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SIX FEET APART: SIX FEET APART: how Covid-19 will change interior design

Six feet apart, this is the reference measure that will regulate our private life and our social interactions in the public spaces for quite some time, or perhaps permanently. 

This new regulation, which will become even more operational when commercial activities and entertainment places will be allowed to reopen, force us to totally rethink the public spaces configuration, but not only that, this same need will emerge also in the private sector.

With that said, the good old entrance may be back in fashion and with a similar function of the past: both in the public and in the private it will be used to store clothes and objects that must be sanitized, here we will also have to wash our hands and wear what you need to preserve yourself from possible infections.

Let's consider some data. The virus resists:

72 hours on plastic

48 hours on stainless steel

24 hours on paper, cardboard and clothing

4 hours on copper

In light of this, it is easy to understand how even the mere choice of surfaces we will come into contact with, will be crucial, starting from the floors. But not only floors, this new reality will drastically affect the entire environment that surrounds us: from surfaces, to furnishings, to the division of spaces. It will also be very important to install forced ventilation systems for air purification.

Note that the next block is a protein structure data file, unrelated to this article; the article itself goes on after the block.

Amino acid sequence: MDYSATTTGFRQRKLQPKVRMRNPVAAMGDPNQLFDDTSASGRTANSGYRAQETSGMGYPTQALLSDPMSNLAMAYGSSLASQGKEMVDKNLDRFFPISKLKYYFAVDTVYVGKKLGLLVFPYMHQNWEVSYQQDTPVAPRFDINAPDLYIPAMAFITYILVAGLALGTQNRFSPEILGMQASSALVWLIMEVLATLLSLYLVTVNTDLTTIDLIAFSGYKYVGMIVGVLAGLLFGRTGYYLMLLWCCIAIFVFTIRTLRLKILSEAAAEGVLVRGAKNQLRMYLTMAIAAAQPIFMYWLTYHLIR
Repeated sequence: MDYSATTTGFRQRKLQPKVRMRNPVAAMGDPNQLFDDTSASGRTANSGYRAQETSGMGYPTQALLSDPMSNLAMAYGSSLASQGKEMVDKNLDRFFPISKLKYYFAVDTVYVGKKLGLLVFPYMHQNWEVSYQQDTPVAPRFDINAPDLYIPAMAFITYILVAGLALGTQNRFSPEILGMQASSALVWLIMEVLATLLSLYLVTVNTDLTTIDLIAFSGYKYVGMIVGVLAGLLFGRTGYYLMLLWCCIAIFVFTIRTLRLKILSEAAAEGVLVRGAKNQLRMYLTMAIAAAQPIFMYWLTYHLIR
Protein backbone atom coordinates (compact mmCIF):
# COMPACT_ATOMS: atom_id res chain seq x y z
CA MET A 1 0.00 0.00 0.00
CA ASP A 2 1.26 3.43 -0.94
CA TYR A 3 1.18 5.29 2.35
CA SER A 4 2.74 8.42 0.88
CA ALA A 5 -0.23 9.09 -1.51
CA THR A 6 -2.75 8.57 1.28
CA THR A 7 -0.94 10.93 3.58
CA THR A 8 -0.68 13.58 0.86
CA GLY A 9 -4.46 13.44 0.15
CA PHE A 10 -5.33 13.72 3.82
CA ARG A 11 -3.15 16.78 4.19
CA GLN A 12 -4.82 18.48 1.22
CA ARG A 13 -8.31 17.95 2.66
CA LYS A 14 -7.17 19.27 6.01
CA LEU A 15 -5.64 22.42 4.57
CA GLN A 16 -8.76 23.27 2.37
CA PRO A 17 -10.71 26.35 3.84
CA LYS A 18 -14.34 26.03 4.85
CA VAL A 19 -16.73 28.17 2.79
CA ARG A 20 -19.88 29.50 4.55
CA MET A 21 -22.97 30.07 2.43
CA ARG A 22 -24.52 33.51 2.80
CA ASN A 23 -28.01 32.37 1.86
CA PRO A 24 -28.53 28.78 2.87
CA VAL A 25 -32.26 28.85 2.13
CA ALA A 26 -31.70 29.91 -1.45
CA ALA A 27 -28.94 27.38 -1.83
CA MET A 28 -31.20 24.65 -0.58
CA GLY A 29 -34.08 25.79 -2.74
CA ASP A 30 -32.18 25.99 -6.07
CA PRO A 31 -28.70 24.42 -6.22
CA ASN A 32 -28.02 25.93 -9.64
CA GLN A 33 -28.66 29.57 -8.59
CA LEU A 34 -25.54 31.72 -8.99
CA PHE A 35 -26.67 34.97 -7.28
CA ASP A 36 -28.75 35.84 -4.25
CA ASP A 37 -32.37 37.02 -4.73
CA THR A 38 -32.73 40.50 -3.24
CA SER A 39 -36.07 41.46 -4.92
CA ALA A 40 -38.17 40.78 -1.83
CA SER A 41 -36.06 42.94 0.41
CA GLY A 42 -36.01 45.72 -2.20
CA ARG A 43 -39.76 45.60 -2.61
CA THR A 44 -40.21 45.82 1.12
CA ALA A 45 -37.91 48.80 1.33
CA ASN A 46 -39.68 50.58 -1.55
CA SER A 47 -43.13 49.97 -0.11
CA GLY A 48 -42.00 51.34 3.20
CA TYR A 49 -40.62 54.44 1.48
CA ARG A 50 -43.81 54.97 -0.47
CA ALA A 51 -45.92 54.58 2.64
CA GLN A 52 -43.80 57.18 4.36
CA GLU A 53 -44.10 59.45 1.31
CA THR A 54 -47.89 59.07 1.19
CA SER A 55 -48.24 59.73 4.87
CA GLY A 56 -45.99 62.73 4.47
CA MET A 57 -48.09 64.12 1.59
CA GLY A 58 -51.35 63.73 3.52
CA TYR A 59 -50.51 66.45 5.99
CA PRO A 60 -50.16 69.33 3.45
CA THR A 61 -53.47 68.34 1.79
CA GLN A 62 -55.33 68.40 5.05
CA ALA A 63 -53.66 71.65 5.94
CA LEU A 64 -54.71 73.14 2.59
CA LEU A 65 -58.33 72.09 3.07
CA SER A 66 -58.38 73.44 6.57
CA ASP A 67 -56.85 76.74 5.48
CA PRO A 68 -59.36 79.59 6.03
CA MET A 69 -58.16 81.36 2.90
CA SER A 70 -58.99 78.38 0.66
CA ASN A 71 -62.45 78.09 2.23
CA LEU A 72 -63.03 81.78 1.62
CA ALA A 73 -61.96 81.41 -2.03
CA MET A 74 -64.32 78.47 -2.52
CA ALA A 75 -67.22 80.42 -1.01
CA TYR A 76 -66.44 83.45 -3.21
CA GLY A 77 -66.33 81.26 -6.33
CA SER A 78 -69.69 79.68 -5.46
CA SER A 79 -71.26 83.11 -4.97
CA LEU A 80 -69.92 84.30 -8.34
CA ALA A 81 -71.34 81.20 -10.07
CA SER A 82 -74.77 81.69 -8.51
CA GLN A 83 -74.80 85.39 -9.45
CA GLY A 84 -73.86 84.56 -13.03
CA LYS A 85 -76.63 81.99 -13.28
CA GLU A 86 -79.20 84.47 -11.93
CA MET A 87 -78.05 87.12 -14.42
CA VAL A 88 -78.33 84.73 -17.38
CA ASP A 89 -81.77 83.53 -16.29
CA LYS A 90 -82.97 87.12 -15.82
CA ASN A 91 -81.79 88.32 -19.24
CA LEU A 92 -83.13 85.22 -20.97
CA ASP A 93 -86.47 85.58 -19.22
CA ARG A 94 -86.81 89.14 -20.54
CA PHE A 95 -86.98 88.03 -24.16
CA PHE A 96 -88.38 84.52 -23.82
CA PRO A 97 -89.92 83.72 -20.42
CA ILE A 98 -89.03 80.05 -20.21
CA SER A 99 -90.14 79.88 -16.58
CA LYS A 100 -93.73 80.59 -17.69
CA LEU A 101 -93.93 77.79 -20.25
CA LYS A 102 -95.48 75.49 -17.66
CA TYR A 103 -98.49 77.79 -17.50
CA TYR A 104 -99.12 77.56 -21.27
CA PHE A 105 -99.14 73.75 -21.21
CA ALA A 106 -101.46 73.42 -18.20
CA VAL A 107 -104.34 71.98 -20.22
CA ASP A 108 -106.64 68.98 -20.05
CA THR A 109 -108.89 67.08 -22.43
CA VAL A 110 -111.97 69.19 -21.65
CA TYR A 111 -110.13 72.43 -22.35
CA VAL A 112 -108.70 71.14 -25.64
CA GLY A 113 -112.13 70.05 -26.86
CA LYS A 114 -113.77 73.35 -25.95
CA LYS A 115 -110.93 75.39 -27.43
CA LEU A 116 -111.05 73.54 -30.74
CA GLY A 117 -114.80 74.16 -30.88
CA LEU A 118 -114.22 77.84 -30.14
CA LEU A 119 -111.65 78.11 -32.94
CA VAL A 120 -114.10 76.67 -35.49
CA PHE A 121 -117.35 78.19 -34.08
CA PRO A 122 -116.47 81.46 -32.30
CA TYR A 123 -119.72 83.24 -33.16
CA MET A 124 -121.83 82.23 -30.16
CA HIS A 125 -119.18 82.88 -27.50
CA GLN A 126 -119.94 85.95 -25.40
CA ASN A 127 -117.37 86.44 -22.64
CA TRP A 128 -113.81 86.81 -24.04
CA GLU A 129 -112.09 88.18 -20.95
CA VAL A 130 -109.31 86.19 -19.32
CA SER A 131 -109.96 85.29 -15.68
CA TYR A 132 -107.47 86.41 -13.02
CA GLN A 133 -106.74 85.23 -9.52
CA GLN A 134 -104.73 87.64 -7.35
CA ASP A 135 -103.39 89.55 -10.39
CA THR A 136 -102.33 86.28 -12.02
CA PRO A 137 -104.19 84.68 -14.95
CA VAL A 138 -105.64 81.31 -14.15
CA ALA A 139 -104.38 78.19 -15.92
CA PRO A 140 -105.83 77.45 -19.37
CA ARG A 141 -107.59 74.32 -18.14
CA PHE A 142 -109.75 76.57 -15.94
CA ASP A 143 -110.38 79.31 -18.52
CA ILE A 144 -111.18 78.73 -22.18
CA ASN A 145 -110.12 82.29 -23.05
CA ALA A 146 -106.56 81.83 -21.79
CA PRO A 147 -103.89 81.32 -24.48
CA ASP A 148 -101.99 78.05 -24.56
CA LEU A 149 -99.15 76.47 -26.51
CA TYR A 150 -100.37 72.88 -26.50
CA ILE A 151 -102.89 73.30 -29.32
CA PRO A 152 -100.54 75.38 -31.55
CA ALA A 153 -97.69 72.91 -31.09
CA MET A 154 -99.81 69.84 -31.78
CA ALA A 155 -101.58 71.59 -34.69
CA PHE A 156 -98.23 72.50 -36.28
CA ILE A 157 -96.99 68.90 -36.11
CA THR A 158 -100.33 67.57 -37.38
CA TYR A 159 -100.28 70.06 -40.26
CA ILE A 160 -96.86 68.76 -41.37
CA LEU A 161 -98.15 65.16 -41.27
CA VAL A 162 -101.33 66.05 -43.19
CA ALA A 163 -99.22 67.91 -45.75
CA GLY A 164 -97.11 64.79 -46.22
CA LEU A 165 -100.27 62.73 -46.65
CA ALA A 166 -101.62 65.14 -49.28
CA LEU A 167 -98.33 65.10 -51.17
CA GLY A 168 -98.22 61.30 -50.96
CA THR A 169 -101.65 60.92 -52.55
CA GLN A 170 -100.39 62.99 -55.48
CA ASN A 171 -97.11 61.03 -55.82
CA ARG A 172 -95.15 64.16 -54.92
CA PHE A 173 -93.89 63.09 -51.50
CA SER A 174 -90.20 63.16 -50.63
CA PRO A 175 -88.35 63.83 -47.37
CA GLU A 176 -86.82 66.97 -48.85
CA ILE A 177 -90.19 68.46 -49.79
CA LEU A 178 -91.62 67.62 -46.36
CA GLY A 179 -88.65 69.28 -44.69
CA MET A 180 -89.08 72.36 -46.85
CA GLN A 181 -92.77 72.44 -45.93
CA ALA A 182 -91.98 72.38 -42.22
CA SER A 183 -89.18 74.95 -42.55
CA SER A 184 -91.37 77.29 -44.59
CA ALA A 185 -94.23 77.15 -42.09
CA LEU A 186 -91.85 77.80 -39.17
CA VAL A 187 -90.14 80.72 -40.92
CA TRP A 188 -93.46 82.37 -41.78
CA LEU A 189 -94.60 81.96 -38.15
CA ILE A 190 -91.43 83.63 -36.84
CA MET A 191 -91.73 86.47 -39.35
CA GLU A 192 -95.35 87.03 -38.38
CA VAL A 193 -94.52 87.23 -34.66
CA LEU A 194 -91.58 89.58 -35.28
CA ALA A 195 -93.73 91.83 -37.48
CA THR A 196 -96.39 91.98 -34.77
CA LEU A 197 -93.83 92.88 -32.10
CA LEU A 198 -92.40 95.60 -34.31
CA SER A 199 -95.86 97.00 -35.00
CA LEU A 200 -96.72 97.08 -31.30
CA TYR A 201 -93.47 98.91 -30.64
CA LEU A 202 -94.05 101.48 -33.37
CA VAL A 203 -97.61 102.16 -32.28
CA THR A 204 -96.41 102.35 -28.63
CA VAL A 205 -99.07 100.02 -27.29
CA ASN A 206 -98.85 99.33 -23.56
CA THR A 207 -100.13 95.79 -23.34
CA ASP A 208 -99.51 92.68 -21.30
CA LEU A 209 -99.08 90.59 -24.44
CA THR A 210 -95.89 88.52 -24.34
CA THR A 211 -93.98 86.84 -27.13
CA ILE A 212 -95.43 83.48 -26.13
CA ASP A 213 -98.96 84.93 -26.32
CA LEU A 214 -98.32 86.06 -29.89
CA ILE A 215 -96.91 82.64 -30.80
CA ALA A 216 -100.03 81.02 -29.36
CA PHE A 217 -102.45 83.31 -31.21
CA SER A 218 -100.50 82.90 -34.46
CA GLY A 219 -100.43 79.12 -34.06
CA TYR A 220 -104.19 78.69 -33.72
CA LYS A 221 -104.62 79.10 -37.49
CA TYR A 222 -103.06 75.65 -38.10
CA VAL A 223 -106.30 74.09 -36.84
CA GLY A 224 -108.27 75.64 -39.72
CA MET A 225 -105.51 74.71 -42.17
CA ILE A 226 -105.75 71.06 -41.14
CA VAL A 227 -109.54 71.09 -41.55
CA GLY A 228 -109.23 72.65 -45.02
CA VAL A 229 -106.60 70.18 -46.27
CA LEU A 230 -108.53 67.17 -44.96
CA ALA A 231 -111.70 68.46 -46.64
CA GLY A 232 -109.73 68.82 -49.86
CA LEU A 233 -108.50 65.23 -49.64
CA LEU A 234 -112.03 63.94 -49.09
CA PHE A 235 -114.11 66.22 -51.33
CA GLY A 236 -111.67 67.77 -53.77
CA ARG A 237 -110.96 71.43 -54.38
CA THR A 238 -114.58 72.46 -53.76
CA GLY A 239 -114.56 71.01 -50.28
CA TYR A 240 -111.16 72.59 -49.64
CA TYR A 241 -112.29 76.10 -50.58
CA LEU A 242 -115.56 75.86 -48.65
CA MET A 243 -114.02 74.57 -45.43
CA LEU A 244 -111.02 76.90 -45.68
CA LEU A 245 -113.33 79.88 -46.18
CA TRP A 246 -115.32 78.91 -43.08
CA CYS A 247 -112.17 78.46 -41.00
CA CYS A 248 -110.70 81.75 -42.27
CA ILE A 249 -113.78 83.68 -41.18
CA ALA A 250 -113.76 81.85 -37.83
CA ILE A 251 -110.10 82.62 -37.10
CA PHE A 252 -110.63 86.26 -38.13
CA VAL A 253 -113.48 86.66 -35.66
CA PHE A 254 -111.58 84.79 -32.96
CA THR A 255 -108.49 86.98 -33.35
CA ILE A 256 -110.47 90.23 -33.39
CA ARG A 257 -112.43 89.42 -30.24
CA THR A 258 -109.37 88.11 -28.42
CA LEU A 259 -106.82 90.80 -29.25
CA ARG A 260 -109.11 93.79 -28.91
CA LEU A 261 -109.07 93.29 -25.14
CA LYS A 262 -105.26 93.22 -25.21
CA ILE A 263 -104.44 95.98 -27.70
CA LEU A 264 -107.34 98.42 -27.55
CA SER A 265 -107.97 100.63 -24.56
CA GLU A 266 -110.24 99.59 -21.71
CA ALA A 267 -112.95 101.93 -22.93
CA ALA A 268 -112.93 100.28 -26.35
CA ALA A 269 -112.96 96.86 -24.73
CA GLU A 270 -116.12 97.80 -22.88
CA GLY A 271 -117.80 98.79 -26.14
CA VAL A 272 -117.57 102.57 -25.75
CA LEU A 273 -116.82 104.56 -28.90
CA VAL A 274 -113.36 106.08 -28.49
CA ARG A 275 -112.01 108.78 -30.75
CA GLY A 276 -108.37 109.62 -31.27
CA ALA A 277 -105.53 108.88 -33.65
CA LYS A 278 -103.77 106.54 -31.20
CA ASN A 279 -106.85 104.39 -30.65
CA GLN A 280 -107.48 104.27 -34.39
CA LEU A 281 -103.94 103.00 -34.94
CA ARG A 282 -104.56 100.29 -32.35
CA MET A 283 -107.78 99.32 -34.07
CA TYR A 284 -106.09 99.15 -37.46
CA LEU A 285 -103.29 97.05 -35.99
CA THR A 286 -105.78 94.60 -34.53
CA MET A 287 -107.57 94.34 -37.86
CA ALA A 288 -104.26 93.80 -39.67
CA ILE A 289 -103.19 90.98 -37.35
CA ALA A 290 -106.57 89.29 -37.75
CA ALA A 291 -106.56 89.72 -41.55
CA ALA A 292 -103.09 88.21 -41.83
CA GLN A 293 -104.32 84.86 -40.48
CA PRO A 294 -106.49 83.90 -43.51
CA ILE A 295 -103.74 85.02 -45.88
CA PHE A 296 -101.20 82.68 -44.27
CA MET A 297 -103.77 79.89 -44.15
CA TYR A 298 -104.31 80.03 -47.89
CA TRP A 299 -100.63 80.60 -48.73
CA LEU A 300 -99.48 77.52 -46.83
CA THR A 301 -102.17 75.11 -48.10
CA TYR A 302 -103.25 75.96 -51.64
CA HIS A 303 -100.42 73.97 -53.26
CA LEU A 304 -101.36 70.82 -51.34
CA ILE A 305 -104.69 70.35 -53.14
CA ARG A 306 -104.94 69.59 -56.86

Other fundamental changes will then be applied in the furnishing organization of public spaces: restaurant tables, access to sales counters, changing rooms, hairdressers and beauticians' stations, schools, etc.


But it will not be only the strict hygiene measures adopted to change the world we know today. The change in mentality, as already anticipated by people like Giorgio Armani, will be more far-reaching. In fact, enough with the practice of "hit and run", "first use it and then throw it" and "nothing is fixable"! "Things" in fact will become goods that must be preserved and that take on a value that can be handed down.

Hopefully, the art of conservation will pave the way for a better world, a better world will be one in which people will try to build a better future: better a small house with a very small garden, rather than getting stuck in an apartment! Who knows if, with these premises, urbanization will reverse its trend!


This pics represents a group of workers of the Honda factory in Wuhan, China during their lunch break. A grid, drawn on the ground, highlights the safety distances imposed. Very sad isn't it?
In this case, an appropriate interior design intervention would certainly have had the ability to recreate a more pleasant environment full of positive spirit, especially after the feeling of "desert" and solitude experienced due to the Corona virus.

This is the first post in a series dedicated to the changes that the health emergency from Covid-19 has imposed us in the way we will conceive public and private spaces. Keep following us to find out more.
See you next post!